I started this as a review of episode two. However, I have so much to unpack about the progression from the premiere to episode two that I have not addressed, that I needed to label it as something else. A lot of this stuff I’ll never need to write again in as much detail, and you can expect the remaining reviews to be in the regular GWW format.
Episode 2 of the newest show in the DC TV Universe clicks things up a couple thousand RPMs. Now I am interested. Hooked enough to add this to the small number of shows that I diligently look in on every week. In fact, there might just be a weekly column here on TheGWW from yours truly, chronicling some thoughts on the progression of this particular story. That’s a good thing. And a bad thing. The negative part of it is that now I am interested enough to be critical. For this week, that led to a point-counterpoint oriented roller coaster ride as I fell in love with the show and then got dumped in a valley of despair literally every five minutes. Let’s discuss. Warning: spoilers. ‘Nuff said.
To recap: Kara Danvers enters her second week as a super-hero (she actually says it’s been one week in the opening overlogue). She gets herself in a bit deep as she initially tries to bite off more than she can chew; attempting several super-feats that are no issue for her older cousin, but a bit problematic for a novice. No worries, her newfound friends provide support and backup. And she gets a pep-talk from Cat. That helps, but does not perfectly prepare her for the big bad she runs into at the end.
There’s no reason to fool yourself into thinking that this show is not going to do call-outs to past renditions of Superman. There is a sequence mid-show that mirrors the Super Crime Fighter/Super Rescues sequence from Superman: the Motion Picture. I liked this; it harkened to a time from my youth. But I was also aware that it was a rehashed do-over, and that is going to come up every time they do this. It is a dangerous tight-rope to walk and I am not certain that the show-runners should toy with it too much going into the third episode and beyond. If they rope it in every four episodes or so, they may be able to make it come off as cute nods rather than lazy copy.
I mentioned on last week’s episode of Scene N Nerd that I was looking for some emotional meat to sink my teeth into; something in this show that would move me and connect me to the dramatic undertones rather than just being a show about capes. That is the signature effect that Berlanti’s other two super-hero shows leverage that breaks them out from being just another capes show. We got one brief instance of it in the premiere when Alura’s hologram shows up at the end and Kara breaks, letting loose of an uncontrollable sob or two. This week, we get the sister connection, and that drum beat is hitting spot on. I liked the scenes between Chyler Leigh and Benoist; again, they shouldn’t be overused, but it sets a wonderful stage for sibling interaction similar to The Flash and Arrow.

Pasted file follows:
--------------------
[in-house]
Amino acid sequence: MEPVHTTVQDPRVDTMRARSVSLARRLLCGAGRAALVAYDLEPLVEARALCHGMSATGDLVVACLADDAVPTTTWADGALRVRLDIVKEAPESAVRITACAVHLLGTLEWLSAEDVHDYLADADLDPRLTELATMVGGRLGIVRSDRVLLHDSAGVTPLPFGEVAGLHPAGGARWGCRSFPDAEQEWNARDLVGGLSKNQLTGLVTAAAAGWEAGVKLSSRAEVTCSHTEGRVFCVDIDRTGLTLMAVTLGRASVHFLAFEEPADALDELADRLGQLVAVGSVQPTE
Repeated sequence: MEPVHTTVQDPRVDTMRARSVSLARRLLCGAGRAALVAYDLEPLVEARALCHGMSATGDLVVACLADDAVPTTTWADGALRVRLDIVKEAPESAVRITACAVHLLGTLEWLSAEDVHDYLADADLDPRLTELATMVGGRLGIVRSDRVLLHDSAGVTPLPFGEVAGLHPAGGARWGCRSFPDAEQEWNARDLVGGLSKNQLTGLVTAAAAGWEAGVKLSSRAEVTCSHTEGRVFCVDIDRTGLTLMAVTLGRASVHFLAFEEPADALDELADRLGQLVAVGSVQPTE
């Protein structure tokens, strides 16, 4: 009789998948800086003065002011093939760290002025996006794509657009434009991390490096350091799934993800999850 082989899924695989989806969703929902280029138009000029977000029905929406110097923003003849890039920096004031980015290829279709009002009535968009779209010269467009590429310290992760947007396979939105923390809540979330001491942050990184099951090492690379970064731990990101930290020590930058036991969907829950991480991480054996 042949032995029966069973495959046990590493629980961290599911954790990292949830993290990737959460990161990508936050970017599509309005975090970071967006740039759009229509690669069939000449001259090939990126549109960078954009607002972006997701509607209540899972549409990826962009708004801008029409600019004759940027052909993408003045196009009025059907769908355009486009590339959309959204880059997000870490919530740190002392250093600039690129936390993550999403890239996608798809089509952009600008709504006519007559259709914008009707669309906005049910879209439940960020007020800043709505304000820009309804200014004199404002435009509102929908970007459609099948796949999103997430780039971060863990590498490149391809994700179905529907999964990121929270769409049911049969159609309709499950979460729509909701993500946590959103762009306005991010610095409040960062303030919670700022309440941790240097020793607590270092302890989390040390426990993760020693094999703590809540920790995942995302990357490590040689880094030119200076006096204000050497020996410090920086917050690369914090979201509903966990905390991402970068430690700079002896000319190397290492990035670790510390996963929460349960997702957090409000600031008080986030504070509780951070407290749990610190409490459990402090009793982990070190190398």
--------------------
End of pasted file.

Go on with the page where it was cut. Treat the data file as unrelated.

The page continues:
This week, Jimmy (no, I will not refer to him as James) and Winn find out just how much each other know, and start to work together as Team Kara. I reckon they will start working with Alex and the DEO also. Their competitive banter is wonderfully scripted and acted, as they vie to be SG’s most trusted supporter, and they obviously have romantic inklings for Kara. Last week, I couldn’t stand Winn, as his character doesn’t have the density and Jeremy Jordan seems to lack the chops of Felicity/Rickards or Cisco/Valdes. But with Olsen as a foil, he has quickly gained traction with me. We’ll see how that storyline goes.
On effects, I did not like this week’s main villain, the Hellgrammite. The creature is very much a carbon copy of the Reaper strain of vampires from Blade 2, complete with the three way jaw. But I do like how this show is doing more wire-work than CG, especially for Supergirl. That might be a great way to differentiate the look and feel of the show, especially from The Flash. Settling into something between Arrow and The Flash is a great way to go. I also love that they are mixing in a focus on hand-to-hand combat and not just making Kara about her strength. That is a problem that I have always had with the Superman character; feeling like he does not really know how to fight. (Which is why Bruce can kick his butt; or at least survive when a normal man shouldn’t).